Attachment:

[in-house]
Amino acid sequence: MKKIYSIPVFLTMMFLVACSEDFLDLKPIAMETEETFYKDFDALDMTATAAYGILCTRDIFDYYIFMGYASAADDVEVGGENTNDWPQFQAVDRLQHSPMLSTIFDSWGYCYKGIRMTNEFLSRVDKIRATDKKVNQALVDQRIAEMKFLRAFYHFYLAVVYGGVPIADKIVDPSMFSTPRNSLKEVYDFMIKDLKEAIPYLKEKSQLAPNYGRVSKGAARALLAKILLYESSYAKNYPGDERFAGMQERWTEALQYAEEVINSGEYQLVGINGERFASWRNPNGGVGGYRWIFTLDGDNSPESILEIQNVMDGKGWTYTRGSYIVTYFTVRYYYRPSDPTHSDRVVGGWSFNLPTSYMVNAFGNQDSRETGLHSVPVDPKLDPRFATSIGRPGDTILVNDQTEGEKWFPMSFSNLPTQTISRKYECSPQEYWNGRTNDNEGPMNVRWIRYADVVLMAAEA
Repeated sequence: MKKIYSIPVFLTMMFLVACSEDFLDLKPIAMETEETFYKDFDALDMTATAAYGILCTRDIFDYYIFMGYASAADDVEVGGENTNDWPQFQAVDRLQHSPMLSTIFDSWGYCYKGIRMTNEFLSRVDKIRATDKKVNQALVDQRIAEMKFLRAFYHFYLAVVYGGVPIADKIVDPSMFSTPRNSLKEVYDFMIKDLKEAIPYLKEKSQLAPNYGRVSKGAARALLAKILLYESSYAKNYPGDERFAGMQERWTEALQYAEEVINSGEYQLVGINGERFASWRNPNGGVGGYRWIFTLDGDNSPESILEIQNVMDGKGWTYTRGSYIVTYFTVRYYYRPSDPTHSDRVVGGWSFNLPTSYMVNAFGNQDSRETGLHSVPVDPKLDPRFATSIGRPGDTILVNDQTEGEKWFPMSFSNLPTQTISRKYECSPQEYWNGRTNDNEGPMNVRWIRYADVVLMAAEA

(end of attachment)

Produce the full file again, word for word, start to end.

[in-house]
Amino acid sequence: MKKIYSIPVFLTMMFLVACSEDFLDLKPIAMETEETFYKDFDALDMTATAAYGILCTRDIFDYYIFMGYASAADDVEVGGENTNDWPQFQAVDRLQHSPMLSTIFDSWGYCYKGIRMTNEFLSRVDKIRATDKKVNQALVDQRIAEMKFLRAFYHFYLAVVYGGVPIADKIVDPSMFSTPRNSLKEVYDFMIKDLKEAIPYLKEKSQLAPNYGRVSKGAARALLAKILLYESSYAKNYPGDERFAGMQERWTEALQYAEEVINSGEYQLVGINGERFASWRNPNGGVGGYRWIFTLDGDNSPESILEIQNVMDGKGWTYTRGSYIVTYFTVRYYYRPSDPTHSDRVVGGWSFNLPTSYMVNAFGNQDSRETGLHSVPVDPKLDPRFATSIGRPGDTILVNDQTEGEKWFPMSFSNLPTQTISRKYECSPQEYWNGRTNDNEGPMNVRWIRYADVVLMAAEA
Repeated sequence: MKKIYSIPVFLTMMFLVACSEDFLDLKPIAMETEETFYKDFDALDMTATAAYGILCTRDIFDYYIFMGYASAADDVEVGGENTNDWPQFQAVDRLQHSPMLSTIFDSWGYCYKGIRMTNEFLSRVDKIRATDKKVNQALVDQRIAEMKFLRAFYHFYLAVVYGGVPIADKIVDPSMFSTPRNSLKEVYDFMIKDLKEAIPYLKEKSQLAPNYGRVSKGAARALLAKILLYESSYAKNYPGDERFAGMQERWTEALQYAEEVINSGEYQLVGINGERFASWRNPNGGVGGYRWIFTLDGDNSPESILEIQNVMDGKGWTYTRGSYIVTYFTVRYYYRPSDPTHSDRVVGGWSFNLPTSYMVNAFGNQDSRETGLHSVPVDPKLDPRFATSIGRPGDTILVNDQTEGEKWFPMSFSNLPTQTISRKYECSPQEYWNGRTNDNEGPMNVRWIRYADVVLMAAEA